As if in a dream, the chimney collapsed in slow motion, as if falling through syrup, creating a swirling cloud of smoke and ash that lingered like a fog.

"Err..." said Spear.

"Did you just knock down Giraffe?" a voice on his radio inquired. "Tell me you didn't just knock down Giraffe," the voice implored.

"Ummm..."said Spear.

Everyone has an off day, even Mark Spear, Alvin pilot. Alvin is a manned submersible - a mini submarine - owned by the Office of Naval Research and operated by the Woods Hole Oceanographic Institution. Since its construction in 1964, only 39 men and one woman have ever piloted it. Spear is the 36th. Since he completed his pilot training earlier this year, Spear has made more than 50 dives.

It was during one of those dives that he imploded Giraffe, a sulfer chimney on a hydrothermal vent more than a mile beneath the sea. He just touched it, he said. Just tapped it, really. "It was astonishing how fragile it was, but in a matter of just a few months it had completely rebuilt itself."

On another of his dives he descended to more than 2,000 meters - more than a mile deep. At that depth, the hydrostatic pressure is nearly two-tons per square inch. That's enough to unnerve most people, but to Spear, a former commercial diver, tight spaces are nothing new. He once spent 36-days in a deep-diving complex 980 feet beneath the surface.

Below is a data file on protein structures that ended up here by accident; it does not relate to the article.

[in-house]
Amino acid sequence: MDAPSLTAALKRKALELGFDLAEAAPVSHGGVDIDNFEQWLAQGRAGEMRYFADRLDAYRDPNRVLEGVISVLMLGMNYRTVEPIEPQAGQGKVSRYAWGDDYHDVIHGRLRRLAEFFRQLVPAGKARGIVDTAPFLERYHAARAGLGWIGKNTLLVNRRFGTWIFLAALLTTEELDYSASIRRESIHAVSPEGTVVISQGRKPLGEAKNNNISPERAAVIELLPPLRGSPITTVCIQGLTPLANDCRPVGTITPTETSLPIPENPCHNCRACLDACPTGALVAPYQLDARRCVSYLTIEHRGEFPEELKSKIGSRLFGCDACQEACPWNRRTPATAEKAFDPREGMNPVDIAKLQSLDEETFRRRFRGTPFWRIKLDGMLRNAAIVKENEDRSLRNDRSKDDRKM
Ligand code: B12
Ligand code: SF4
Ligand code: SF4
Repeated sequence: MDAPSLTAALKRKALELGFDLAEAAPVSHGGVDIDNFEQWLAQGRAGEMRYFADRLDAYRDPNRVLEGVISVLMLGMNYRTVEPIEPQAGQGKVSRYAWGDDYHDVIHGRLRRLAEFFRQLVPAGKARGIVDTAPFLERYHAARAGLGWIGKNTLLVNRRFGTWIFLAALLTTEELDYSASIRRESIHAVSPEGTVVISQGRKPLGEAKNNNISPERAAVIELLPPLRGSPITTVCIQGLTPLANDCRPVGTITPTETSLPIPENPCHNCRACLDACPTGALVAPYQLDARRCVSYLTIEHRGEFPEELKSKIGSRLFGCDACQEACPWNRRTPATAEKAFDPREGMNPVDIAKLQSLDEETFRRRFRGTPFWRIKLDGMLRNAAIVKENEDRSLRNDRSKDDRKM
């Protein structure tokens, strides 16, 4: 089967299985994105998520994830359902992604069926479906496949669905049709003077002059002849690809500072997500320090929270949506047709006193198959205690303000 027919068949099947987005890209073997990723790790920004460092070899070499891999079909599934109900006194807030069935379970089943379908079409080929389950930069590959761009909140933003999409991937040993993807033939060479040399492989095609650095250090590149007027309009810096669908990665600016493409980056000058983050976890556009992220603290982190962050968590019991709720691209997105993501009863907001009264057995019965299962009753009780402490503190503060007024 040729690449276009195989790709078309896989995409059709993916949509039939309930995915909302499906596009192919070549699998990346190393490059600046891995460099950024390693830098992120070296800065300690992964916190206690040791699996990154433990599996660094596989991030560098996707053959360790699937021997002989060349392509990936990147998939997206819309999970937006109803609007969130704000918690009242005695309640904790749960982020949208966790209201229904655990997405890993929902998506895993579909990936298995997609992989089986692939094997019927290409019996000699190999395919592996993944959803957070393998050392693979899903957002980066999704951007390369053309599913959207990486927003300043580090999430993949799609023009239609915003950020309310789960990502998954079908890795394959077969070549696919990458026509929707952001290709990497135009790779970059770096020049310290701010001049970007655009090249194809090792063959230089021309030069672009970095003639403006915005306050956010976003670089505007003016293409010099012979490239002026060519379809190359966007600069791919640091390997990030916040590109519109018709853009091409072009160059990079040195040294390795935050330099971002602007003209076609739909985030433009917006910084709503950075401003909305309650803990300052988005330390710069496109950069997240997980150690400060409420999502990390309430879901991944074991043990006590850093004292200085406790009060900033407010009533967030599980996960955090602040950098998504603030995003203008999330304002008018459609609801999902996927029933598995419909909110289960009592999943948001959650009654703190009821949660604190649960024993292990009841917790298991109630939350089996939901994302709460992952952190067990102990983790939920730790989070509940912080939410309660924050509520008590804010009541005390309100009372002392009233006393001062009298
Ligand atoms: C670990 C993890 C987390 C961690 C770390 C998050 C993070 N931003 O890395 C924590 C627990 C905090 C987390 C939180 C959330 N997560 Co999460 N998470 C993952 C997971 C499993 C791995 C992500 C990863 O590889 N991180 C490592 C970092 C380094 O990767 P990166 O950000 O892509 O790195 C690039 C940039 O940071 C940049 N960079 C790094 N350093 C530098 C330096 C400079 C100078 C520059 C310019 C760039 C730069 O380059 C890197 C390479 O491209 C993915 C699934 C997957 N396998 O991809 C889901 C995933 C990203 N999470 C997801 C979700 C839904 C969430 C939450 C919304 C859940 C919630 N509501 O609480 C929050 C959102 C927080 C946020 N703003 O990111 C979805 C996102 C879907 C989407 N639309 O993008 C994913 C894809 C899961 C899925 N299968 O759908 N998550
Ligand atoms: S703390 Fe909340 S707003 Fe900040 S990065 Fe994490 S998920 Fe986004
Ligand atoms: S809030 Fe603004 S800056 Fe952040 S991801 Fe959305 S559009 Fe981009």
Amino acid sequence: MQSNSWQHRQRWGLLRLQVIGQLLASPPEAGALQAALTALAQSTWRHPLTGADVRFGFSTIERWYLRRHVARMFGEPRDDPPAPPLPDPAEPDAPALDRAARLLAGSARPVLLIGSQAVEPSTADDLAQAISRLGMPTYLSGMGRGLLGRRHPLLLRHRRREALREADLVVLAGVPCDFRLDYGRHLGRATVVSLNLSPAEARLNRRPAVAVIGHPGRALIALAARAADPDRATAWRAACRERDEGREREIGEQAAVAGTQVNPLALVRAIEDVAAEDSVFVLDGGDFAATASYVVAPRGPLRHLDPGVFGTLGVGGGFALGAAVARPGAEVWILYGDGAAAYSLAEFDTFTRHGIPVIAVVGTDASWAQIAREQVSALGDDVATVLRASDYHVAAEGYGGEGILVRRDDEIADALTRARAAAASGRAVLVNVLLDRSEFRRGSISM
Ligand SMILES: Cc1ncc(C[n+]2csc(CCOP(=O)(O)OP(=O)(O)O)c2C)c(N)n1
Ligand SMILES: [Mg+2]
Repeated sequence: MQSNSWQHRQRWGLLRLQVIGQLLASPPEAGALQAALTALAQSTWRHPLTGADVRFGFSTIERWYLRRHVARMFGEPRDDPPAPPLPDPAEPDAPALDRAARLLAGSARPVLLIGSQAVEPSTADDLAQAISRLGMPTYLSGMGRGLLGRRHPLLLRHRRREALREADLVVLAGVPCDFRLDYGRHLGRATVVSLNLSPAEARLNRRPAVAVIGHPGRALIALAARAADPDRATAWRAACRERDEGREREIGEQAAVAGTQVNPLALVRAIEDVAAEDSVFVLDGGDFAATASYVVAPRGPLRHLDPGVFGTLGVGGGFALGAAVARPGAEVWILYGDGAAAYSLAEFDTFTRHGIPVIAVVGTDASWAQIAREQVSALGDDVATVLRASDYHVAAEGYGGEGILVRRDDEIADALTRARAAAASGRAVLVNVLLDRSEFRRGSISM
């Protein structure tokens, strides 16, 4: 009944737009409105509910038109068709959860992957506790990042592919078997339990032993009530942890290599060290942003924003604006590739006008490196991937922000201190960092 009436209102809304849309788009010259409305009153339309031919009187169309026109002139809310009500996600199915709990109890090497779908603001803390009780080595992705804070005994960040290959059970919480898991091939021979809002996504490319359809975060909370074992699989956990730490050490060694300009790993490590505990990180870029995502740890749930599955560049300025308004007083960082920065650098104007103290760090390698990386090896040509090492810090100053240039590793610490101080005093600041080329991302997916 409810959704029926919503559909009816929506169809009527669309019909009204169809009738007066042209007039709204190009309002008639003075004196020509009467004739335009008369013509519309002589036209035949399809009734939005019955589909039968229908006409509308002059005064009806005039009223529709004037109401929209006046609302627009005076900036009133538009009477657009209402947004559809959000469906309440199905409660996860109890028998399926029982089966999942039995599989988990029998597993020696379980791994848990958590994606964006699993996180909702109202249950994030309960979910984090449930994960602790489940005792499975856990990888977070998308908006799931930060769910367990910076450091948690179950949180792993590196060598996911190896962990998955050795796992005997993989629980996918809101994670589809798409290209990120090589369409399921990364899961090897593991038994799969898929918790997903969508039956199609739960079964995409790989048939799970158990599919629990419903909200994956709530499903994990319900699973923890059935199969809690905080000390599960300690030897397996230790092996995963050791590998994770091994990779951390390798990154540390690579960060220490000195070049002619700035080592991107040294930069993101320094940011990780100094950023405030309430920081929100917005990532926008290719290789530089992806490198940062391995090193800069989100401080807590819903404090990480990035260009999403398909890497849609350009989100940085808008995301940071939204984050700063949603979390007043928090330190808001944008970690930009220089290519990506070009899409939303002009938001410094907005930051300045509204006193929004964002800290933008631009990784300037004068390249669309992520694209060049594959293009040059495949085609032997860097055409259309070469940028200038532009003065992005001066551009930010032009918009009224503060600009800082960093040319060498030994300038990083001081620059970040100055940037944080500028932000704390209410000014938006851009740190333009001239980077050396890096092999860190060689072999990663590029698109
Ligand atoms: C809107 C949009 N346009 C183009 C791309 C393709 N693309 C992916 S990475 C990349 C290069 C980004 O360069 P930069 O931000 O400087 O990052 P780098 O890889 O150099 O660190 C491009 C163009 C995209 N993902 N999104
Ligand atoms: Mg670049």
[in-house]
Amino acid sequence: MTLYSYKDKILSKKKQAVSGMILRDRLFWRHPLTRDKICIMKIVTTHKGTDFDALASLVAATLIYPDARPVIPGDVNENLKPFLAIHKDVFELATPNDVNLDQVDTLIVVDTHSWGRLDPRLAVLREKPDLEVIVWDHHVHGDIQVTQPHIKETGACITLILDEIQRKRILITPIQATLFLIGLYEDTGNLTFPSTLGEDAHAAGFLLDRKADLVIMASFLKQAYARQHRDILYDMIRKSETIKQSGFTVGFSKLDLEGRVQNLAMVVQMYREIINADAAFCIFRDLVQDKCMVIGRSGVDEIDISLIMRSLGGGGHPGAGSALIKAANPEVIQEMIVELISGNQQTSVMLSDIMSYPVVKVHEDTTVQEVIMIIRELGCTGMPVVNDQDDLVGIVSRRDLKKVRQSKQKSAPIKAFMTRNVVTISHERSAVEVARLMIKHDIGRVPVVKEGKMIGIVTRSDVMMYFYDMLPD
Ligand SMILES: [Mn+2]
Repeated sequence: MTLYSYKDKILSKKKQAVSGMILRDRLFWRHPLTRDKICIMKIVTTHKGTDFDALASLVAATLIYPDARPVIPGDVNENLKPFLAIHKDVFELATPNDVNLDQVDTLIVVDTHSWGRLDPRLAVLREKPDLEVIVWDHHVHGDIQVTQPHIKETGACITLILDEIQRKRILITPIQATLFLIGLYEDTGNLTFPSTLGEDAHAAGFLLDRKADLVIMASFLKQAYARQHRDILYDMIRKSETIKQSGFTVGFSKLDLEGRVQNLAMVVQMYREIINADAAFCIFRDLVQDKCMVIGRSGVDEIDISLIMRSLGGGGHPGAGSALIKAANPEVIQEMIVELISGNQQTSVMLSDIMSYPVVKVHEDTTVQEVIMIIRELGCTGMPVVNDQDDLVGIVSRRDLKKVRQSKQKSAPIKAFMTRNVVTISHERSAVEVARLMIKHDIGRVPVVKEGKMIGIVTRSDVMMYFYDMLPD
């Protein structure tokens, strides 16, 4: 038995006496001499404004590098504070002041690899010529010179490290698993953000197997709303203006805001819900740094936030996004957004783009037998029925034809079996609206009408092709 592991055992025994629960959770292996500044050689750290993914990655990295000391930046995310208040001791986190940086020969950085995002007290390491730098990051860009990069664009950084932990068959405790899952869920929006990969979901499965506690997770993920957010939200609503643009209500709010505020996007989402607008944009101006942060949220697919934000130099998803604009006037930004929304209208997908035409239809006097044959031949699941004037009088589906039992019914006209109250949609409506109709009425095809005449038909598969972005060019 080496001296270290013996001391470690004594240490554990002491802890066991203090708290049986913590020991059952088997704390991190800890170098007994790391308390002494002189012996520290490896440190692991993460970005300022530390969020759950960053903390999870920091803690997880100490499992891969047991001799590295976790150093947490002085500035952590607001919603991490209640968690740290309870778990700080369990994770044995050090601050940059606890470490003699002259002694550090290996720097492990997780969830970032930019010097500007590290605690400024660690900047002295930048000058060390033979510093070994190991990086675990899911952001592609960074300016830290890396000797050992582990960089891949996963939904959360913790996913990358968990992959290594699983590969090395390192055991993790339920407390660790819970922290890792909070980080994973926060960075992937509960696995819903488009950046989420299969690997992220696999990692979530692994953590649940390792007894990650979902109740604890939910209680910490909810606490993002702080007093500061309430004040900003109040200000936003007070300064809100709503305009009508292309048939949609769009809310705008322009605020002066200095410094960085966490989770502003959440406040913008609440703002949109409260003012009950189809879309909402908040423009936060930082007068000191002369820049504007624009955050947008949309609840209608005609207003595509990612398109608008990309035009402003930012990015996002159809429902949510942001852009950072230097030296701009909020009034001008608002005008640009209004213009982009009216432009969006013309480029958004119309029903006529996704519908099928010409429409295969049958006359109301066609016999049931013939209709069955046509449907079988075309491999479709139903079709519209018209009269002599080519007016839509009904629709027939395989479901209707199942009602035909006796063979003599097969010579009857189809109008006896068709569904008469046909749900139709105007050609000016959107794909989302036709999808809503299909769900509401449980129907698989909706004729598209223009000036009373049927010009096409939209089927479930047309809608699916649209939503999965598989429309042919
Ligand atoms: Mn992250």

While Spear doesn't mind spending hours sealed inside Alvin's six-foot titanium passenger sphere, others may not find it so relaxing. To quiet any fears, Spear and the other Alvin pilots conduct pre-launch interviews with each scheduled passenger. On a tour around the sub, Spear points out video monitors, flood lights and other equipment mounted on the sub's bow. He's asked questions about safety, hazards, and emergency procedures. He explains protocol and do's and don'ts. And he answers the one question that naturally occurs to anyone about to be confined up to 10 hours sans toilet.

Alvin descends at a rate of about 25 meters, he continued. A descent to 14,764 feet, Alvin's safe operating limit, takes about three hours. The ascent back to the surface lasts about as long, leaving about four hours for "bottom time". Alvin carries three tanks of compressed air, enough for three people for 72 hours. If there's a fire, we'll put it out with the fire extinguisher. If one of Alvin's hydraulic arms becomes entangled, explosive bolts will sever it. It will be recovered later, repaired and reused. Has Alvin ever been trapped underwater? No, but in 1968 it was lost during recovery. One of its lifting cables snapped, and the 17-ton sub fell back into the water. The three passengers escaped, but they left the hatch open. Seawater flooded in and Alvin sank. It layon the seafloor 5,000 feet down for nearly a year before it was salvaged. But that was an unusual circumstance. If Alvin were ever to become trapped, explosive bolts would jettison the passenger sphere. It will float to the surface, and its passengers would be rescued. Spear, a quiet, self-possessed man with a direct gaze and sky blue eyes, said this with a contagious certainty. Everything's going to be fine. Just fine.

All equipment (and all passengers) entering Alvin must fit though its circular hatch, barely 18 inches wide. Inside the sphere's cramped interior, unused space is non-existant. Electrical panels bristling with on-off switches and red indicator lights consume the sphere's entire forward-facing section. The panels control propulsion, ballast, hydraulics, carbon dioxide scrubbers, laser range finders. A bank of communications equipment mounted overhead allows the pilot to radio Atlantis. Small computer screens display sonar and navigational information. LED readouts glow ghostly green and red in the dim interior light.